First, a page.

In Mogok the major business of almost everyone was gemstones, in particular rubies and sapphires. All others were support industries. Even children were in the fray looking for gemstones. A child of 10 years old could easily identify a rough ruby or a rough sapphire just by sighting it.
Everyone had a dream in Mogok. The dream of finding a biggie precious stone, a big enough rough gem stone that might fetch an extraordinary amount of money in the gem market to lift them from poverty or a shot at fame to be rich instantaneously.
These dreams did happen for some very few. A poor man living in a dilapidated house may strike a big rough ruby whilst he was digging a deep hole to construct a latrine. Or he might stumble upon a fabulous rough stone in river streams. However, many came, very few were chosen. Most of them ended up in more poverty than ever, their hands weather-beaten into an arthritic welt of dead skin and burnt reddish blisters.
Perhaps the rich got richer, and the poor got poorer.
Here, one could find rich Lao Pan (an honorific term in Chinese meaning boss) mine owners, Burmese business men who owned several lapidaries for gems cutting, shop proprietors selling gems cutting or excavating machinery, jewellers or former well-to-do Nepalese Gurkha gem sellers. The ancestors of these Gurkha gem sellers (pronounced as Ger-Lok-Kah) were the long-lost army of Gurkha mercenaries serving the British Indian Army when Burma was under the British colonial rule for 124 years, whom for generations had taken roots in upper Burma. A lot of them had prospered with the gem trade since the first generation of Gurkhas were stationed in Burma.
On hill slopes one could see masses of small wooden huts with little amenities housing families of workers from the mines. They eked out a living by working at the mines for long hours, or their wives would pan the river streams and beds for gems, often with a baby strung behind their backs.
There was a huge disparity between the rich and the poor. The lower middle class would be those in the civil services, military and police force, small business enterprises, gem cutters, stones sorters, bench workers for Jewelry and other general workers. Still, everyone had a dream of finding that valuable red rough stone one day.
There were also a lot of local migrants coming in from other states seeking their fortune in this fabulous land. They were free to move around as they were Burmese. Usually, they had a friend in Mogok, and Burmese always welcomed them to stay in their house.
Surprisingly, there were no homeless people living in cardboards along the corridors of shop lots or on makeshift shelters on the 5-foot pavement on the street. Everyone had something to do. Everyone had a shelter over his head. Probably, the only person with a begging bowl was the occasional bare-footed Buddhist monk asking for food or alms from passer-by. Most Burmese were generous people and would not hesitate to give when greeted upon by a monk or a nun.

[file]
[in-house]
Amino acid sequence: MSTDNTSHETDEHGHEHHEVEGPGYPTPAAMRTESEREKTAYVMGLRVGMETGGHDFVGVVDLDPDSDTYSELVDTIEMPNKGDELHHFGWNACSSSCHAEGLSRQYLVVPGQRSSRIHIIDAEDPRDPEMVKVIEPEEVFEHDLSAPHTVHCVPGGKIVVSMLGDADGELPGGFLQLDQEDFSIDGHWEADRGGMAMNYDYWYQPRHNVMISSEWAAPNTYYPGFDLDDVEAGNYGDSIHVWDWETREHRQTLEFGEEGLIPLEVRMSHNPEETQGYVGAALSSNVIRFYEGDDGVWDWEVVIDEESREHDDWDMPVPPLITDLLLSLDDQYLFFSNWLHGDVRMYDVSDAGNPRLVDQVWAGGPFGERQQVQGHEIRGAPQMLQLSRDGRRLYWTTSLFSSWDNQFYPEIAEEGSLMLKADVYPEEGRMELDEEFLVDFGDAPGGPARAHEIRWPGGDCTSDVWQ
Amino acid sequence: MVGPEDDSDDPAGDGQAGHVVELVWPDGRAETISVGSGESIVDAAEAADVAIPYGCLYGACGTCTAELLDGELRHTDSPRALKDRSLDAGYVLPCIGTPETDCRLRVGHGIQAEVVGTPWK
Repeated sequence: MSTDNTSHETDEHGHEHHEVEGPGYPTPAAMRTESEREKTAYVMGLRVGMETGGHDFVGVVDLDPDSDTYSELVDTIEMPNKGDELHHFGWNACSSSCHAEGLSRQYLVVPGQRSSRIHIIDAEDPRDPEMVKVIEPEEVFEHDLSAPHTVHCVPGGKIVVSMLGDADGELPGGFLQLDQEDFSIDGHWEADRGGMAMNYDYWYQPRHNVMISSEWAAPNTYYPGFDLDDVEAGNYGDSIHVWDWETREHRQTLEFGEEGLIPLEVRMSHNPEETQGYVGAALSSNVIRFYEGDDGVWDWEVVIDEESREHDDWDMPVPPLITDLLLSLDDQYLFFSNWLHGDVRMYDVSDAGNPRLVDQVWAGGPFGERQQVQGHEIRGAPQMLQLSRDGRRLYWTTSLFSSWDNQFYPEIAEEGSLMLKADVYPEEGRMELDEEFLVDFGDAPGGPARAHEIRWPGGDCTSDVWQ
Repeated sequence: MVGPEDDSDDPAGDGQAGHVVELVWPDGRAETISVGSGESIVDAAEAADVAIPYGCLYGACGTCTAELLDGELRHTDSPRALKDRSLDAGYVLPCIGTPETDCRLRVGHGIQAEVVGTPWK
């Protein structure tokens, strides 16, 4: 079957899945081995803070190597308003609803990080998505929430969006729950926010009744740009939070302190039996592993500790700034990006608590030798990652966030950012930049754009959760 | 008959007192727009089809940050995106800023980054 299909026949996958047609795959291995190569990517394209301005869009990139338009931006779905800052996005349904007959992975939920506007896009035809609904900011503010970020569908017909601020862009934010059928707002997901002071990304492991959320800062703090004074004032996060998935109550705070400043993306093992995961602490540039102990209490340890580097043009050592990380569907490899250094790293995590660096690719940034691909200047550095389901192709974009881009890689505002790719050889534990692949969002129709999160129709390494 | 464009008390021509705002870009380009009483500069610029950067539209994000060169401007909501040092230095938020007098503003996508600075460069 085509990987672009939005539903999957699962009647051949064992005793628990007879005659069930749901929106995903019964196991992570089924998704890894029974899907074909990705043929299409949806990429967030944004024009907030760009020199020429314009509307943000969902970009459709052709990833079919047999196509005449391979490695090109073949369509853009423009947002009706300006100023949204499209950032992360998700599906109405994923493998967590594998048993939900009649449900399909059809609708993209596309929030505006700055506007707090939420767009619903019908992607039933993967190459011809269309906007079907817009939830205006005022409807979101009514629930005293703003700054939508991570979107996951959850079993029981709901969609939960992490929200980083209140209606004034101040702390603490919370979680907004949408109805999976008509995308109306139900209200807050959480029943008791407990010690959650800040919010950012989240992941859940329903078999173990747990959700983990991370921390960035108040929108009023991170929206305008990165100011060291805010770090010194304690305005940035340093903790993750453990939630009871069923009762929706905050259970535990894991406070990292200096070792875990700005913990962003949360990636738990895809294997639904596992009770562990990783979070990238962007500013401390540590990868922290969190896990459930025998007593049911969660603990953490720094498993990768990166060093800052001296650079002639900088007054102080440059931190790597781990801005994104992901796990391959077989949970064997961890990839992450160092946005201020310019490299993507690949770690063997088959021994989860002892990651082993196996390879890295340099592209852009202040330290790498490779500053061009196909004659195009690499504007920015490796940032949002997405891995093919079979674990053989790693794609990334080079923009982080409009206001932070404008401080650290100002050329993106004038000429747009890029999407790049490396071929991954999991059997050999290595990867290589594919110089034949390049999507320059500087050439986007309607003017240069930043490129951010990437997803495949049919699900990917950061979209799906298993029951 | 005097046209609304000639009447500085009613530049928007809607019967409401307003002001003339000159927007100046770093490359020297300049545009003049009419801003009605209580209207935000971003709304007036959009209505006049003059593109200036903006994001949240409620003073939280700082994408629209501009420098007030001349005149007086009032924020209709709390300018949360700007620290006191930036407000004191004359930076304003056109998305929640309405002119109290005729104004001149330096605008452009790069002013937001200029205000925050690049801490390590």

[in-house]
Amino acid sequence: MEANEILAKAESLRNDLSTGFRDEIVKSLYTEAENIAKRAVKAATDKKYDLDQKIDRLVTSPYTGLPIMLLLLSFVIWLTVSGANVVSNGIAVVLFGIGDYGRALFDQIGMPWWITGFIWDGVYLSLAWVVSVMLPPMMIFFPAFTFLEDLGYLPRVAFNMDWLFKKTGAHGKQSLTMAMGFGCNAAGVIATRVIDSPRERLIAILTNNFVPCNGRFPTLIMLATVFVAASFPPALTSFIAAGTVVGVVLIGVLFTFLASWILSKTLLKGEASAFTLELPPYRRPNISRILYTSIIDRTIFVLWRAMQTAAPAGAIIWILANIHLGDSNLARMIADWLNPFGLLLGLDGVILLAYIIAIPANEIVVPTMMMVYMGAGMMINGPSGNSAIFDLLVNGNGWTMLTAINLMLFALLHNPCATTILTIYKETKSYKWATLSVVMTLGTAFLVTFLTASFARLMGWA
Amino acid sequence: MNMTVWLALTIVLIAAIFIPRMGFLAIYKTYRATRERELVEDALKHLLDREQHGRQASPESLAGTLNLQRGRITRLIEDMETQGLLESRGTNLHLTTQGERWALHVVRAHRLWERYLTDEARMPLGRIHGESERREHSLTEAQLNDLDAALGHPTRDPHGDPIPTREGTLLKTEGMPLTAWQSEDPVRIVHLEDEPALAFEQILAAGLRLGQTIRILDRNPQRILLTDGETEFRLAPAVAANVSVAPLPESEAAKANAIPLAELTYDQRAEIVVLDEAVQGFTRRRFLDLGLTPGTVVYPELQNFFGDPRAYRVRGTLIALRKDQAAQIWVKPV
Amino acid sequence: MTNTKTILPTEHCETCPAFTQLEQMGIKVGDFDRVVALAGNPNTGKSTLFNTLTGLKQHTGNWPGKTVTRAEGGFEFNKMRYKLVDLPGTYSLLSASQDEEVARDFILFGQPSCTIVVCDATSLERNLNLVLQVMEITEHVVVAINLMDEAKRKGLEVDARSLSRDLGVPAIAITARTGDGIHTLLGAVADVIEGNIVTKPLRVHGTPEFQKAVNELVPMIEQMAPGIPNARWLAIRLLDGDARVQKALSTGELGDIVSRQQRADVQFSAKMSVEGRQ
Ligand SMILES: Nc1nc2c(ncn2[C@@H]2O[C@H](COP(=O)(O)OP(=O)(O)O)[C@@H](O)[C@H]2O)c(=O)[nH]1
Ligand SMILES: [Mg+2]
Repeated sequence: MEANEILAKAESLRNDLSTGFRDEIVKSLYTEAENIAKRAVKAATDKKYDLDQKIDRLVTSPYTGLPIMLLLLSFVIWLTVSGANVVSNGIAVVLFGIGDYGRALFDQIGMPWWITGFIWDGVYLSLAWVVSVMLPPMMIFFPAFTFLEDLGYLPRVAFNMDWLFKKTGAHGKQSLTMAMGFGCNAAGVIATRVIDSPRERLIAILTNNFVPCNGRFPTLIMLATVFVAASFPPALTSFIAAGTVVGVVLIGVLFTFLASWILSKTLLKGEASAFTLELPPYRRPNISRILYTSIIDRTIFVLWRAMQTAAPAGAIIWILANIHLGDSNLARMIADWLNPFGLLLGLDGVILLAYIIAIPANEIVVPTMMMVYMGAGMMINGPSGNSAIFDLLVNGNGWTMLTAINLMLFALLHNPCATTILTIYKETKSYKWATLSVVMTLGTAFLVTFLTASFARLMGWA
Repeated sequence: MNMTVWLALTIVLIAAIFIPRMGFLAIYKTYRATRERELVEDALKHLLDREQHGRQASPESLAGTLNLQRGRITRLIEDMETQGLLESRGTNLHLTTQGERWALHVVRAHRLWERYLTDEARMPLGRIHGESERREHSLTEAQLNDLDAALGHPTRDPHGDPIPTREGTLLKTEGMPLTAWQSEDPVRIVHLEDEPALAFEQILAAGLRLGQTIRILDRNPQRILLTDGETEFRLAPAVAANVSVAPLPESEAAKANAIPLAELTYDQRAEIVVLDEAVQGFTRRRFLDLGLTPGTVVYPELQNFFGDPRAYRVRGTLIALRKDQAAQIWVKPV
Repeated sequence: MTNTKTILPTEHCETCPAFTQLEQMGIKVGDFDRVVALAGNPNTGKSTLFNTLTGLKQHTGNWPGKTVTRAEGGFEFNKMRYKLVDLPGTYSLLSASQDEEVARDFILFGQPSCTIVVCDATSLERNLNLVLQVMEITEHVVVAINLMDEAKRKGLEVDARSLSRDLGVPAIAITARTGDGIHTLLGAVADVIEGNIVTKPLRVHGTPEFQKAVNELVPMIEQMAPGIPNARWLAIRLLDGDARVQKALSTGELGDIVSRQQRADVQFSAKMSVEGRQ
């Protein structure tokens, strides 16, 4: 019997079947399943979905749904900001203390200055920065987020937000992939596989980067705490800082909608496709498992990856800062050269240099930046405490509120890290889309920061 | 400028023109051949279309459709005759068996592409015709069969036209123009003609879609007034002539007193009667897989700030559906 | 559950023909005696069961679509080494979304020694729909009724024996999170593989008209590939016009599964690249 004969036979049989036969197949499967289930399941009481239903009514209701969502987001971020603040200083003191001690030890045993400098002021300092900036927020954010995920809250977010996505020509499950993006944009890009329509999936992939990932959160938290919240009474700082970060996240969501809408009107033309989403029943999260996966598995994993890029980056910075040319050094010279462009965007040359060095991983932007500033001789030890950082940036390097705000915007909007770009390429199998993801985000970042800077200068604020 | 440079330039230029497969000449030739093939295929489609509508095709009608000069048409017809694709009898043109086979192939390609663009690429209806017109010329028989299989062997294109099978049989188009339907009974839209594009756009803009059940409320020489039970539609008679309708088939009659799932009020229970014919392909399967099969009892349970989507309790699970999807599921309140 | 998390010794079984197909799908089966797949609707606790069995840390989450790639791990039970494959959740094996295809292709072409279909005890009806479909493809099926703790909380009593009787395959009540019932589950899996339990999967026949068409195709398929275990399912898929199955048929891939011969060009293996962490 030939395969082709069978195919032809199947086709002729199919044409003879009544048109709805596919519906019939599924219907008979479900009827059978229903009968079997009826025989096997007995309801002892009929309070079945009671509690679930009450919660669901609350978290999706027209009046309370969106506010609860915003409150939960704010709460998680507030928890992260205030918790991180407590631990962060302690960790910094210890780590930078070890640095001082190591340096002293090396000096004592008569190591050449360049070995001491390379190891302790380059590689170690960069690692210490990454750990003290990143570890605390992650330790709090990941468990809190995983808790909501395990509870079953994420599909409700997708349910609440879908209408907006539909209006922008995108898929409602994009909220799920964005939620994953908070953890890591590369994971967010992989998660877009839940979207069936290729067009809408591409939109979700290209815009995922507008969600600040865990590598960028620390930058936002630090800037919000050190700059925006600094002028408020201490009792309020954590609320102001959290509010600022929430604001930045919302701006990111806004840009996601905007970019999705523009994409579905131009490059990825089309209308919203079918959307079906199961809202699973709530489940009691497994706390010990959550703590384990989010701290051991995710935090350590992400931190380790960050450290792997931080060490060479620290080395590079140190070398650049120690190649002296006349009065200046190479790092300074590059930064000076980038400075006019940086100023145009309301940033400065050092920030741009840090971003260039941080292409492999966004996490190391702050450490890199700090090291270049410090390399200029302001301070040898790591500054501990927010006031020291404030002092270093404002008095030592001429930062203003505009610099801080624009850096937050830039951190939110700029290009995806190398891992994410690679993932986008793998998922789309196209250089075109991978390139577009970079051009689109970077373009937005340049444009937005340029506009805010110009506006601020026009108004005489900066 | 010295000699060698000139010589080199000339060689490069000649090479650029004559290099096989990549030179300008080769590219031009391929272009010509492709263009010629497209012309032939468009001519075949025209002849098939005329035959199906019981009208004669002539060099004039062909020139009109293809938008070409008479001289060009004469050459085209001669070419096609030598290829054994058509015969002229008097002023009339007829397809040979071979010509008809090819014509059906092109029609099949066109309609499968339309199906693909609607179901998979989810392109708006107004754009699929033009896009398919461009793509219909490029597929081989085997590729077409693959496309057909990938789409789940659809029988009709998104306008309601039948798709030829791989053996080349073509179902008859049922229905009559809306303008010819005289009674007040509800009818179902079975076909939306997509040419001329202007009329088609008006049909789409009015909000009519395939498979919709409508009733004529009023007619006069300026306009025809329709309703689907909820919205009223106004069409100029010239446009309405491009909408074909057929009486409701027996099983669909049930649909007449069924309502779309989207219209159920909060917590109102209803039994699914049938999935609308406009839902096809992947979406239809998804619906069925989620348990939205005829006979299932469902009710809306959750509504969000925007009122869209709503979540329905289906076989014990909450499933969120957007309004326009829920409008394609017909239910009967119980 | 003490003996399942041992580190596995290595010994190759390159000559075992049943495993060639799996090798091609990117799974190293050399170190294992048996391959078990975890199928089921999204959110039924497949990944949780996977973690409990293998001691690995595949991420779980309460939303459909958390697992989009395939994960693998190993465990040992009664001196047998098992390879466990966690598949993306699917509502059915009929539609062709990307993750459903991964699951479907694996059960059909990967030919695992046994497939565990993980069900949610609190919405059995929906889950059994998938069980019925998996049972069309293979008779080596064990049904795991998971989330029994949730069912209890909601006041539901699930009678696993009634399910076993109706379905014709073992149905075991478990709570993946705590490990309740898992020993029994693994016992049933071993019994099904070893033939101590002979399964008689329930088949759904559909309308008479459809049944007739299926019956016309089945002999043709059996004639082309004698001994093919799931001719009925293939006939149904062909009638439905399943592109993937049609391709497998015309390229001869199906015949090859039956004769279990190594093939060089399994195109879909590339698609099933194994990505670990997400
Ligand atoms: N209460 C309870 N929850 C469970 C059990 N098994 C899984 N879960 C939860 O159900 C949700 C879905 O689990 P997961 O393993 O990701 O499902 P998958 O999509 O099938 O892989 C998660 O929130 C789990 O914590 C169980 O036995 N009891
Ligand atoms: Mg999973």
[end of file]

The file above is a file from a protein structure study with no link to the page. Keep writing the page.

Calvin remarked, “There are no homeless people here. I don’t see anyone sleeping on the street. In New York City, it is a common sight. In Times Square one can find a lot of homeless people living in cardboards under bridges or on sidewalks. And they say, US is an affluent country.”
He continued, “When we were in Cambodia in the mid-90s, I saw a lot of beggars, war wounded civilians hopping on one leg and dirty children crowding our car begging for a dollar when we stopped on a street in Phnom Penh. Here, we have not encountered that at all.”
I had a faraway look as I reminisced about the years of residence and travel in London, New York City, Cambodia, Vietnam, China and a few countries.
“Yes, a lot of Western media is a heap load of hypocrisy. They are arm-chair critics. They indulge in journalistic sensationism so that they get noticed. Several Western journalists and NGOs wrote that child exploitation in these Third World countries is rampant. Instead of working in rice fields, or in a garment factory, or working as a gem cutter, these children should be in school and be educated. They should have breakfast of cereals, orange juice, milk and bread, some of these journalists screamed in their write-ups.
But the reality was, here a poor man working as a manual labour would be happy if he could provide an egg and a small bowl of noodles in the morning to feed his children. These so-called journalists love to impose their narrow bigoted Western views on their readers.”
“If you are a commoner and have a daughter aged 15, you rather she works in a sweatshop garment factory then to walk the street in the sex industry.”
Calvin made many valid observations. He was enthralled by how people lived and worked in a poor Third World country. I talked about my life too in the several years I stayed in Myanmar. He listened in awe as I recounted many tales to him. He was absorbing the sights and sounds of Mogok like a sponge when in contact with water. As the cold mountain wind blew over our faces, he was as excited as me to see Mogok spread in front of us like a picturesque postcard.
On the morrow, we would visit the ruby mines.
Enough for today!
Next Post: My most frightening two hours of eternity when Calvin was ‘trapped’ in an underground ruby mine.